Friday, November 30, 2007

Cambodia faces immediate threats from climate change

PHNOM PENH, Nov. 29 (Xinhua) -- Cambodia faces immediate threats to its agricultural production and food security from climate change in rainfall, temperatures and availability of water, said the UNDP Human Development Report (HDR) 2007 released here on Thursday.

For most Cambodians live in rural areas and are reliant on agriculture, long-term risks associated with climate change include water insecurity, increased sea level, cyclones and disruption or collapse of Cambodia's critical ecosystems, said the United Nations Development Program (UNDP) in the report.

Climate change may increase occurrence of drought and flood while increasing the vulnerability of Cambodia's poor people to their effects, it said.

Increase of disease with climate change may have an adverse impact on people's health, particularly the most vulnerable poor, it said.

However, it said, climate change presents Cambodia many opportunities.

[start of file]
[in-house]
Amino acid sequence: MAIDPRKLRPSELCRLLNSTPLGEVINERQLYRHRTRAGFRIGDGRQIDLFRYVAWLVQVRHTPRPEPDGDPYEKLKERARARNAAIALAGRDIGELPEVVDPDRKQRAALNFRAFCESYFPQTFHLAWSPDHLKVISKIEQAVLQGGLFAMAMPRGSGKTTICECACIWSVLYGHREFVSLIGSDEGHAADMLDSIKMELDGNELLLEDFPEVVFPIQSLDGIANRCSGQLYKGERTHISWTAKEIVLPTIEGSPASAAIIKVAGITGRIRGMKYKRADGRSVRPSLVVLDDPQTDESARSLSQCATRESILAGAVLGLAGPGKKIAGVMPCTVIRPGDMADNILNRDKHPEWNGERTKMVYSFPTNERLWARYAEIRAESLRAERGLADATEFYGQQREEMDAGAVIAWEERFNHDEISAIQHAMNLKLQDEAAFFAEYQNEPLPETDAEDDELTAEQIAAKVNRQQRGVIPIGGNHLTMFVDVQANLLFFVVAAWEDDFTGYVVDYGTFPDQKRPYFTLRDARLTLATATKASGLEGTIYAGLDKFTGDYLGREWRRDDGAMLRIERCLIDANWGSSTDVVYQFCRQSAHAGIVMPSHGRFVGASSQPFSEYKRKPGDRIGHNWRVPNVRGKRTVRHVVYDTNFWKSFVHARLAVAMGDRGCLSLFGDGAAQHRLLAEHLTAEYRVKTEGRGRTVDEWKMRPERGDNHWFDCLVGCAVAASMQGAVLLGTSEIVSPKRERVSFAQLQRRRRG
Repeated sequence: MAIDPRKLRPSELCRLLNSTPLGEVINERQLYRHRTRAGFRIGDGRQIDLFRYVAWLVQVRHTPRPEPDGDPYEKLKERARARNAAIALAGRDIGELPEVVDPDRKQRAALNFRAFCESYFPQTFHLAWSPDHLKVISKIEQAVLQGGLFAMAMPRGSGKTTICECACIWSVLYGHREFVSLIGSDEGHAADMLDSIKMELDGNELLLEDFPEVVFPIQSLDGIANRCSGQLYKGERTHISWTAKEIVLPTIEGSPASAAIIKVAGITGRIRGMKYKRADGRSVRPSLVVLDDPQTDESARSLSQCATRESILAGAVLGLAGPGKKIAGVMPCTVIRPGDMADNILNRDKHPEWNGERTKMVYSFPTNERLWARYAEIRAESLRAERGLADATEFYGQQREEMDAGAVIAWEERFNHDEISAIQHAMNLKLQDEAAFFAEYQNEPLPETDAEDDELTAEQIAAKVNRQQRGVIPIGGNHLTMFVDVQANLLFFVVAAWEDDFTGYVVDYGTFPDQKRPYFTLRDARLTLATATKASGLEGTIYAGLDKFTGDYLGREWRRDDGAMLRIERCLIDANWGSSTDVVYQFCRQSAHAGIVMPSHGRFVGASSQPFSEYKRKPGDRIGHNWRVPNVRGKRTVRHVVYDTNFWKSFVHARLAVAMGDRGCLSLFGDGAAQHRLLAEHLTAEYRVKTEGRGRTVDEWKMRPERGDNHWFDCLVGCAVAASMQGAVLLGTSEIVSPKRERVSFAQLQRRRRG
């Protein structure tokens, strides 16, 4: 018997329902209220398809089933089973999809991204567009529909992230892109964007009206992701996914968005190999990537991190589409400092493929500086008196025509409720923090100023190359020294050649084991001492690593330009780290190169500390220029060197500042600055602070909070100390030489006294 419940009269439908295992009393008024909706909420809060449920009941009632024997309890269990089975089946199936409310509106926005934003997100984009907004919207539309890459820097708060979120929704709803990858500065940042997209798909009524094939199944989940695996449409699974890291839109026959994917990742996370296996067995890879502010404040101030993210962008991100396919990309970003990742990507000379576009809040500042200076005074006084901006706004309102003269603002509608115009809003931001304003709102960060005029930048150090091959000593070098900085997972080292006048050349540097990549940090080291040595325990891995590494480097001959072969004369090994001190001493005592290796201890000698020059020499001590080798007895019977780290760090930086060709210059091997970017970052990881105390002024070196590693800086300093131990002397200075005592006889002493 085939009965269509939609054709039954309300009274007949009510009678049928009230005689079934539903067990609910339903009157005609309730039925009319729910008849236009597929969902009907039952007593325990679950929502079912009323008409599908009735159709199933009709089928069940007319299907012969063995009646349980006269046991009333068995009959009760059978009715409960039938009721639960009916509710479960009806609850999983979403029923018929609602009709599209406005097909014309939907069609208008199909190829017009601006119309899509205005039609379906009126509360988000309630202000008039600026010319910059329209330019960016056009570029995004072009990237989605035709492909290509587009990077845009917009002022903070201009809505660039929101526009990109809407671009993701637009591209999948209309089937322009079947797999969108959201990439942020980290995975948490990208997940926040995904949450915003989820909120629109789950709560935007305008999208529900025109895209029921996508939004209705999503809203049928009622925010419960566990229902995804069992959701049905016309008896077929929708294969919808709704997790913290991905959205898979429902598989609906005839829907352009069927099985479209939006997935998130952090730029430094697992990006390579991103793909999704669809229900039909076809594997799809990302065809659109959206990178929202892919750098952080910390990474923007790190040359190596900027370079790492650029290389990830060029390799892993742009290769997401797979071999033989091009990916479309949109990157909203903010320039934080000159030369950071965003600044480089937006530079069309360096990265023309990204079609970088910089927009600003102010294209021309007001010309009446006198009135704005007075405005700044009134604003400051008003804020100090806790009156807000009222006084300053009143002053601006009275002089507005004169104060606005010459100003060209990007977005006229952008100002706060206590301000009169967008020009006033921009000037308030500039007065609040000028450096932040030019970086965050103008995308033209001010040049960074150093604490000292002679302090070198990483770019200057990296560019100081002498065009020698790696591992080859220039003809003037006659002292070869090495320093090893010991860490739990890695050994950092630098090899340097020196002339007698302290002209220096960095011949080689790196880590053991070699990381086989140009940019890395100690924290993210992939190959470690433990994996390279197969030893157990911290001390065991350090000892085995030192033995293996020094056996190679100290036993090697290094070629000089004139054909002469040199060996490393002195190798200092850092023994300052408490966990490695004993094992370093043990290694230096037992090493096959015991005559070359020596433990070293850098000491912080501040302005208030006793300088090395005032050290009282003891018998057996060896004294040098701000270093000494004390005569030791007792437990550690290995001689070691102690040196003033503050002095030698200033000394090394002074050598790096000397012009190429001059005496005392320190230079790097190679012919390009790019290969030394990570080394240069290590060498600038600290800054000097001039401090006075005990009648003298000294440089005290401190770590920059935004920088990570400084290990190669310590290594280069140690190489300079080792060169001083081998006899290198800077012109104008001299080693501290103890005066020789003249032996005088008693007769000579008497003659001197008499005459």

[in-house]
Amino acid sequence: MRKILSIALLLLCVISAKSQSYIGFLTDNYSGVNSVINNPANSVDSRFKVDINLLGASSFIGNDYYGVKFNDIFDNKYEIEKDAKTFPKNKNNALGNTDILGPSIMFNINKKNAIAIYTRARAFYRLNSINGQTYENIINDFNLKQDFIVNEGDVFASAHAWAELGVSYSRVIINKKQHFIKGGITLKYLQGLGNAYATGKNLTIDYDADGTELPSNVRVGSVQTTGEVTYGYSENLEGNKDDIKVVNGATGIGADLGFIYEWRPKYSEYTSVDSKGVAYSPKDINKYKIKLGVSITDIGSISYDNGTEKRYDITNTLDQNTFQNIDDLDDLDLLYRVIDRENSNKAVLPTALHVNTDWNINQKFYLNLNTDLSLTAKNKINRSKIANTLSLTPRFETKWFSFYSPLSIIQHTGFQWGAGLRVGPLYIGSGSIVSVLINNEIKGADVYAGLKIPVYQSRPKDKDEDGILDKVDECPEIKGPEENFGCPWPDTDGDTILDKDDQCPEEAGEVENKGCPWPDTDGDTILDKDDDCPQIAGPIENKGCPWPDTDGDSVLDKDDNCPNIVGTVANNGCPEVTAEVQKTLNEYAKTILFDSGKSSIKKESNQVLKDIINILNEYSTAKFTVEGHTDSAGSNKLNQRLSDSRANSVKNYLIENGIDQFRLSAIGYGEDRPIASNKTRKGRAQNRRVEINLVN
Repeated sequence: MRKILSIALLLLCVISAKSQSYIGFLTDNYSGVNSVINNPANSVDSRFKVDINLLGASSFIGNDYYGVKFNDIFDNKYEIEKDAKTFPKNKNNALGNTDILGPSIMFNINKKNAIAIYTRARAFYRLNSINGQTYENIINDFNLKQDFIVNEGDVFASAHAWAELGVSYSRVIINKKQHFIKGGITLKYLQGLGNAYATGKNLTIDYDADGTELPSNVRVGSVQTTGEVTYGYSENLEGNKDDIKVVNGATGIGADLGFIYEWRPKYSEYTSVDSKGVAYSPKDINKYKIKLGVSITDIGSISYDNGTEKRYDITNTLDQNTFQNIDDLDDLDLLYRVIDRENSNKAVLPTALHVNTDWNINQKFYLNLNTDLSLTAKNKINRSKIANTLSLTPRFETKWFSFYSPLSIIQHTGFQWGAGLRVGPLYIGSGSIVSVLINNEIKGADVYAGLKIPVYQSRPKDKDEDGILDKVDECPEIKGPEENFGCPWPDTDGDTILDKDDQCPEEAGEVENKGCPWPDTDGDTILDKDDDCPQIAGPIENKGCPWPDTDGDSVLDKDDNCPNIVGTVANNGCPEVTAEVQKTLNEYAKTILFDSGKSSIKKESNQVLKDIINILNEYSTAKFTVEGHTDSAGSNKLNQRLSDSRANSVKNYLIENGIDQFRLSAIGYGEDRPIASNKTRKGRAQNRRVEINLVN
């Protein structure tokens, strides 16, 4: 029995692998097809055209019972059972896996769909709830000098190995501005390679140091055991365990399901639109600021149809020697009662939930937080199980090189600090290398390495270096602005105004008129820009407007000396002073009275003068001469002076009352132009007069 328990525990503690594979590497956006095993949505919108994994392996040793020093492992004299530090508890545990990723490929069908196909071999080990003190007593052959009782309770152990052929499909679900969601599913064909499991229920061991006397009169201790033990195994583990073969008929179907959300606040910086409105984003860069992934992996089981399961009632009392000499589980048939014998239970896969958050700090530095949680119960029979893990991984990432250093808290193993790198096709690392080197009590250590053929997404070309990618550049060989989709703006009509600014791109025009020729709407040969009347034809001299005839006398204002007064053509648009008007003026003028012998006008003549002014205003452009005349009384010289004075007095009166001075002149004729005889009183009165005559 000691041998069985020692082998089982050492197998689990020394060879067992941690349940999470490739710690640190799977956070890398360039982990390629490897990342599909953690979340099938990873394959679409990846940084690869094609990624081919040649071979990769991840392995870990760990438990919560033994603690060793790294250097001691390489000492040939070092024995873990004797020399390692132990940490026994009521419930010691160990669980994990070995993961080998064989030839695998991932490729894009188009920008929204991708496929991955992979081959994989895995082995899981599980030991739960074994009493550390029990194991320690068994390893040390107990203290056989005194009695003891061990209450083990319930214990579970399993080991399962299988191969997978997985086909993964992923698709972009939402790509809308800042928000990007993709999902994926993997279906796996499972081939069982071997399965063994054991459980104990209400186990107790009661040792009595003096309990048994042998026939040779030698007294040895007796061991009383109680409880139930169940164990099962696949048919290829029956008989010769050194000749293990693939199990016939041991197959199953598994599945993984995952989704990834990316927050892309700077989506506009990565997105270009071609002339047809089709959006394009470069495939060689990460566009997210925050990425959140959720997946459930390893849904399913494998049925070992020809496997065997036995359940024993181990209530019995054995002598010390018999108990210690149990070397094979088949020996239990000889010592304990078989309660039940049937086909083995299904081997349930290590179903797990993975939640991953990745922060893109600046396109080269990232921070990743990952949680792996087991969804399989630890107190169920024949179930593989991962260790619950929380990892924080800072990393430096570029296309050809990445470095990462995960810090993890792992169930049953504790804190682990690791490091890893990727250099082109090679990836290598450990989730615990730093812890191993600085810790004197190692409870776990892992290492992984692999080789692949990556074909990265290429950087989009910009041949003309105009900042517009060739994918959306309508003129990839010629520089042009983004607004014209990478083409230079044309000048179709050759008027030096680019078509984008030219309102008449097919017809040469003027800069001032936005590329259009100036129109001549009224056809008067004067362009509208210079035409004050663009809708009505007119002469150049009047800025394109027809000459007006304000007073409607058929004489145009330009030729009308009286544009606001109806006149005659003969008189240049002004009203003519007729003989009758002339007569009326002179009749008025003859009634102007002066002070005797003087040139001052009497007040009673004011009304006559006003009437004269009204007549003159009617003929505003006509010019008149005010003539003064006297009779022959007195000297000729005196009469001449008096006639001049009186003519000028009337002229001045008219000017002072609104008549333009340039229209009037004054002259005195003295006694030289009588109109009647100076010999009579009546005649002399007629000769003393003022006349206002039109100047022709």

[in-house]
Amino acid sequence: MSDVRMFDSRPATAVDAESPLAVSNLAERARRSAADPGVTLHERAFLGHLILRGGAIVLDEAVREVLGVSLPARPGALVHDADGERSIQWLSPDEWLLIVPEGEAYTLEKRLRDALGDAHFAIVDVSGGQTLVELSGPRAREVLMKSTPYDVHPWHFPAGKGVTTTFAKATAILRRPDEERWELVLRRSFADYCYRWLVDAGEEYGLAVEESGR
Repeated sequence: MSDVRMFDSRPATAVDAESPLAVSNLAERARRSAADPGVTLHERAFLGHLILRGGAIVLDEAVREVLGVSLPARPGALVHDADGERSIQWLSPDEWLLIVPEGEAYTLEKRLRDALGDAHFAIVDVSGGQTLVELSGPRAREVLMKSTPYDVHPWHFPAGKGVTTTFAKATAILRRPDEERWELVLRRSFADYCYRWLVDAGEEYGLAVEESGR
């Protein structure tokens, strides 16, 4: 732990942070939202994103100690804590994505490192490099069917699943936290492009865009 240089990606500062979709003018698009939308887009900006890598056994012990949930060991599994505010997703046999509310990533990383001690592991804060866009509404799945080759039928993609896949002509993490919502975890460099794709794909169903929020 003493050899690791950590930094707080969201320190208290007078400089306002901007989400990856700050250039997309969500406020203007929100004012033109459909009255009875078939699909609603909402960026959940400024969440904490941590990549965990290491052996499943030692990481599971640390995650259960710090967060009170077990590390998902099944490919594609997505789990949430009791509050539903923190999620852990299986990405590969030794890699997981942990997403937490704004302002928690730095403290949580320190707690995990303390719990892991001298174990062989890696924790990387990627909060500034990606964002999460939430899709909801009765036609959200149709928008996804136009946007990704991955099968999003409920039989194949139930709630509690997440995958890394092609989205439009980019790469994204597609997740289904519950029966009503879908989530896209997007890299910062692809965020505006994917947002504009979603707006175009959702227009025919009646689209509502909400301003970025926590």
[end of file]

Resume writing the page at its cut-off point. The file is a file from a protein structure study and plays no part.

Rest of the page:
For example, it said, Cambodia can seek technical assistance and financial resources to promote climate change mitigation and adaptation, and mobilize private sector partnerships to transfer appropriate technologies to promote renewable energy in order to support the development of other sectors such as health, education, and transport.

With 0.2 percent of world's population, Cambodia accounts for a negligible percentage of global emissions, it said.

The country has signed and ratified the Kyoto Protocol and as a developing country, Cambodia has no obligation to reduce its greenhouse gas emissions, but can contribute to emission reduction on a voluntary basis, including through the Clean Development Mechanism (CDM), it said.

Cambodia ranks 131 out of 177 countries in the Human Development Index (HDI) with its HDI value moving up from 0.543 to0.598 in the last five years, according to the report.

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